Scientists may have discovered a tangible benefit to leading a conscientious life - a reduced risk of Alzheimer's disease.
The conscientious tend to be more resilient, say researchers
The Rush University Medical Center in Chicago examined nearly 1,000 Catholic nuns, priests and brothers.
Those who rated themselves highly conscientious had an 89% lower risk of Alzheimer's than those who thought they were the least self-disciplined.
The study appears in the journal Archives of General Psychiatry.
Critics warned against drawing conclusions for the general population, but the researchers said the group they studied, although all devoutly religious, contained a broad spectrum of personality types.
None of the participants had dementia when the study started in 1994, but 176 went on to develop the disease.
The researchers asked the volunteers to rank themselves on a five-point scale to determine just how conscientious they were. They also carried out medical and neurological tests each year until 2006.
The average score on the conscientious test was 34. Those who scored 40 or higher were found to be much less likely to develop Alzheimer's, and had a slower general rate of mental decline than those who scored 28 or lower.
When the researchers took into account a combination of risk factors, including smoking, inactivity and limited social connections, they still found that the dutiful people had a 54% lower risk of Alzheimer's compared to people with the lowest scores for conscientiousness.
Post mortem evidence
The researchers also analysed results from post mortem examinations of the brains of 324 participants who died during the study.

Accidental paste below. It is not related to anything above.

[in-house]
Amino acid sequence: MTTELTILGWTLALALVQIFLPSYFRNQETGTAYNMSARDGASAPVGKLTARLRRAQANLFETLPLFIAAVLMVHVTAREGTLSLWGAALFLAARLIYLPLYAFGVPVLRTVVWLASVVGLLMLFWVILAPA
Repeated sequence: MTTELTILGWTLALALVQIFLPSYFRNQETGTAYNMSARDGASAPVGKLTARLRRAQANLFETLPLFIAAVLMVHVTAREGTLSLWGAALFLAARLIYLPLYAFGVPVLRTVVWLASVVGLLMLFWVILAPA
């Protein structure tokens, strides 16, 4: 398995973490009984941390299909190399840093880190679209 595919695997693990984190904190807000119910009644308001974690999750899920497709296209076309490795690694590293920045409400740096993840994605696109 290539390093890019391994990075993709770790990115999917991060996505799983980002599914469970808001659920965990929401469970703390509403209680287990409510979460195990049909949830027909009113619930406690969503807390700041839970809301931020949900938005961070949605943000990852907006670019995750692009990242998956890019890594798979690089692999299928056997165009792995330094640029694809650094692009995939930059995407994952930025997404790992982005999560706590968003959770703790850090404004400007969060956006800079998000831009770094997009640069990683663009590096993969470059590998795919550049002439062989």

They found some evidence that conscientious people were less affected by the changes in the brain that are associated with Alzheimer's.
The researchers said it was unclear why conscientious people were less prone to Alzheimer's, but they suggested it may be that they tend to be more resilient, and better able to cope with life's difficulties.
They also postulated that such people tend to have a fair degree of success in their lives, and so were less affected by the chronic psychological stress associated with negative life events.
Professor Clive Ballard, director of research at the Alzheimer's Society, said the study did not prove any link between personality and brain changes associated with Alzheimer's.
He said: "We would exercise caution when translating these results.
"It is also important to remember that this study only looked at one group of people and may not translate across to the whole population. After all, not everyone can lead the lifestyle of a nun.
"However, we do know that there are many other things people can do to lower their risk of developing dementia. A healthy heart means a healthy brain so it's important to eat healthy, stay active and watch your waistline."
Rebecca Wood, of the Alzheimer's Research Trust, said it was difficult to prove conclusively which factors contributed to the disease.
However, she said: "Predicting those at risk will become increasingly important if future treatments and preventions are to be most effective."